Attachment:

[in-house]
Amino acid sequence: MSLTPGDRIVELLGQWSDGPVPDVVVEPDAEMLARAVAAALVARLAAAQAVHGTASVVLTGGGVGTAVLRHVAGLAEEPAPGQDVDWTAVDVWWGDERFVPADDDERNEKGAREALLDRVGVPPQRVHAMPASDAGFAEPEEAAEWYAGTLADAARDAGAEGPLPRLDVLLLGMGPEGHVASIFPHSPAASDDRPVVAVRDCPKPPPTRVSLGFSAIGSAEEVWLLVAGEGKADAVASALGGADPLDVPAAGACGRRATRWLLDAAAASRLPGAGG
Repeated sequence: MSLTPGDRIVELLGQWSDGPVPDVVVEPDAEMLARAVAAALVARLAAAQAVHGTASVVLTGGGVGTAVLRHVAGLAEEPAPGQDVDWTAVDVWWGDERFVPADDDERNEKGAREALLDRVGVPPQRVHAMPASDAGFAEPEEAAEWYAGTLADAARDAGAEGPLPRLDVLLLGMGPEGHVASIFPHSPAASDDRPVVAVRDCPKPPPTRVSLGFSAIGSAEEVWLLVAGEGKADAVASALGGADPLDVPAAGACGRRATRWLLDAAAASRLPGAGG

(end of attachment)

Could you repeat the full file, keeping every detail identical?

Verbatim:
[in-house]
Amino acid sequence: MSLTPGDRIVELLGQWSDGPVPDVVVEPDAEMLARAVAAALVARLAAAQAVHGTASVVLTGGGVGTAVLRHVAGLAEEPAPGQDVDWTAVDVWWGDERFVPADDDERNEKGAREALLDRVGVPPQRVHAMPASDAGFAEPEEAAEWYAGTLADAARDAGAEGPLPRLDVLLLGMGPEGHVASIFPHSPAASDDRPVVAVRDCPKPPPTRVSLGFSAIGSAEEVWLLVAGEGKADAVASALGGADPLDVPAAGACGRRATRWLLDAAAASRLPGAGG
Repeated sequence: MSLTPGDRIVELLGQWSDGPVPDVVVEPDAEMLARAVAAALVARLAAAQAVHGTASVVLTGGGVGTAVLRHVAGLAEEPAPGQDVDWTAVDVWWGDERFVPADDDERNEKGAREALLDRVGVPPQRVHAMPASDAGFAEPEEAAEWYAGTLADAARDAGAEGPLPRLDVLLLGMGPEGHVASIFPHSPAASDDRPVVAVRDCPKPPPTRVSLGFSAIGSAEEVWLLVAGEGKADAVASALGGADPLDVPAAGACGRRATRWLLDAAAASRLPGAGG